Samsung’s investment suggests ailing Sharp’s fortunes are looking less dire

One of Sharp’s advanced LCD displays, which Samsung may end up buying in bulk.
One of Sharp’s advanced LCD displays, which Samsung may end up buying in bulk.
Image: AP Photo/Itsuo Inouye
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Sharp, the long-struggling Japanese electronics maker, has raised some much-needed cash by selling a 3% stake to the much more successful South Korean company Samsung Electronics.

This is a nice moment in Asian business history. Relations between the Japanese and the Koreans are often frosty. And this marks the first investment in a Japanese electronics company by a Korean firm.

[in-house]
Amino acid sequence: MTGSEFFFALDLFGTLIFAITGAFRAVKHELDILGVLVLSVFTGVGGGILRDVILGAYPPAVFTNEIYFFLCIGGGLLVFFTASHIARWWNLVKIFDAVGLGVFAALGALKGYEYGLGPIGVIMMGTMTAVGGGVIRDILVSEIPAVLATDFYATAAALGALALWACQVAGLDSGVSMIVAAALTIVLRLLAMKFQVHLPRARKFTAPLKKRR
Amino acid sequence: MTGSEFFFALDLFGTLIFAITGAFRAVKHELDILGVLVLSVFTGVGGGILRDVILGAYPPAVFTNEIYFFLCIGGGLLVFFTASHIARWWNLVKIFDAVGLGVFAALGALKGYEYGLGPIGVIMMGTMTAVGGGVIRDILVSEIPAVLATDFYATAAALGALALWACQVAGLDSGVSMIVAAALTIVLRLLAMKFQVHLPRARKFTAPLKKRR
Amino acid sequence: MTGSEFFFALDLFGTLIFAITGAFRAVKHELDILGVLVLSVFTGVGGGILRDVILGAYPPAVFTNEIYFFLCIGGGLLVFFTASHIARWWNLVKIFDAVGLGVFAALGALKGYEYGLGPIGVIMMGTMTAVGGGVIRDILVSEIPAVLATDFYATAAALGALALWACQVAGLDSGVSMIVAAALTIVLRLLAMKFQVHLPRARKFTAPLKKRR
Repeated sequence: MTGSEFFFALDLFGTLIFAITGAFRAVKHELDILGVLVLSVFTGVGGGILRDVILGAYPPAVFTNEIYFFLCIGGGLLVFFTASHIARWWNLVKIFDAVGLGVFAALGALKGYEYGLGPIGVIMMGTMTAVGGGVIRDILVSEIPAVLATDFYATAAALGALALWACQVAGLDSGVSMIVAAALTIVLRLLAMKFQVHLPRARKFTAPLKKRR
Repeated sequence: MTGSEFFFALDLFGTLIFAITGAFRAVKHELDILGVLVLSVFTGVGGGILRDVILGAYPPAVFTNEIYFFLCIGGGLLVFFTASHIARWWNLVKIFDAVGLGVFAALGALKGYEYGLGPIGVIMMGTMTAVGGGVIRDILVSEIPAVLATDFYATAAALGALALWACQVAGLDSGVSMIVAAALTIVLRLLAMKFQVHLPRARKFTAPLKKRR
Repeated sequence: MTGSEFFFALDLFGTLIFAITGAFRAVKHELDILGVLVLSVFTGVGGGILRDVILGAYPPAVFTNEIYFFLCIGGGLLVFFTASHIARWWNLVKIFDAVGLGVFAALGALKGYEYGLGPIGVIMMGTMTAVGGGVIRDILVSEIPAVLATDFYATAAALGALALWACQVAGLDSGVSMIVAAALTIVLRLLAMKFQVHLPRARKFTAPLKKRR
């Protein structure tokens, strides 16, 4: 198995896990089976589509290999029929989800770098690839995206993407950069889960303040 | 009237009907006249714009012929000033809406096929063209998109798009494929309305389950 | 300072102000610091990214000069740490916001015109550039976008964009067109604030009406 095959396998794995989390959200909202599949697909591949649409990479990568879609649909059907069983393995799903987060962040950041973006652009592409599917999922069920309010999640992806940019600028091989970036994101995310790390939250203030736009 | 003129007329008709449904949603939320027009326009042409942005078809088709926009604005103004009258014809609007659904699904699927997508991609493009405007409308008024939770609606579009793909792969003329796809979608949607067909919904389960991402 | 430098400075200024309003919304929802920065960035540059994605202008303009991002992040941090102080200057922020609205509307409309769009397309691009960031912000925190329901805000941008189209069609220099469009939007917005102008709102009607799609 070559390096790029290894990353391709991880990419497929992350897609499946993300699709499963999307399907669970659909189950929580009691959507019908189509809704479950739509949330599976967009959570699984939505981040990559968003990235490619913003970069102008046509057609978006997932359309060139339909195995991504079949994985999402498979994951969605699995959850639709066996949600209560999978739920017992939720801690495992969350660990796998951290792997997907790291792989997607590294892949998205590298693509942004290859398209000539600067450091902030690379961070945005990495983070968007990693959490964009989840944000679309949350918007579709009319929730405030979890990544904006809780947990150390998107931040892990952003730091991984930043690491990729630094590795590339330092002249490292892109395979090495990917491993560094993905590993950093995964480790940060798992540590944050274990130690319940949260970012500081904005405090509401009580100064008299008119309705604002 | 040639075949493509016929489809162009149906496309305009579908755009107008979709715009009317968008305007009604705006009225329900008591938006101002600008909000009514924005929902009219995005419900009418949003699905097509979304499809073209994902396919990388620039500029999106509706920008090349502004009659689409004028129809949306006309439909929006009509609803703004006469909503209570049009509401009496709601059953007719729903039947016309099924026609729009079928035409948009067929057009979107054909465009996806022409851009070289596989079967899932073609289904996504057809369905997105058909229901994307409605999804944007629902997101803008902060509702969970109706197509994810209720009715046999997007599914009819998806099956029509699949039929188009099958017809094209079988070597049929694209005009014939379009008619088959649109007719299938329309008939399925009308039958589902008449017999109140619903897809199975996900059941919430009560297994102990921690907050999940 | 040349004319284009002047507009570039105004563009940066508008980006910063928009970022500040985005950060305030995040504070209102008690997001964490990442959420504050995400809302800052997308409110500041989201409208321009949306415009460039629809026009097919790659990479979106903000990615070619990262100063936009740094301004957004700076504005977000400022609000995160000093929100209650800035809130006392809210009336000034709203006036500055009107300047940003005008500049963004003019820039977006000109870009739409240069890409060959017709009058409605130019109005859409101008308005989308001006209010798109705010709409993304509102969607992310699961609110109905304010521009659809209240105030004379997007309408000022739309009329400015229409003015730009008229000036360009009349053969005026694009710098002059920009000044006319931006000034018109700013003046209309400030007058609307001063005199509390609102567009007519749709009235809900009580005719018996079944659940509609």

The Samsung tie-up may also help Sharp secure the South Korean firm as a customer, particularly in LCD TV sets. Samsung could also buy Sharp screens for its tablet computers.

Otherwise, the cash injection, worth ¥10.3 billion yen ($110 million) is not an amount of money that will provide a major boost to Sharp’s fortunes. It is also not a new strategy for Samsung to court outside investment. The company negotiated a 10% stake sale to Taiwanese Foxconn owner Hon Hai last year, though that deal was delayed and seems to have fallen through.

But the Samsung deal is a strong signal that Sharp is becoming more attractive to investors. Its fortunes could be reversing thanks to new Japanese prime minister Shinzo Abe’s efforts to weaken the yen. Sharp posted a small quarterly operating profit of ¥2.6 billion ($28.5 million) in its third quarter, after losing ¥169 billion in the first six months of its financial year. Its latest earnings were boosted by the depressed yen, which is lowering the cost of the products it sells overseas.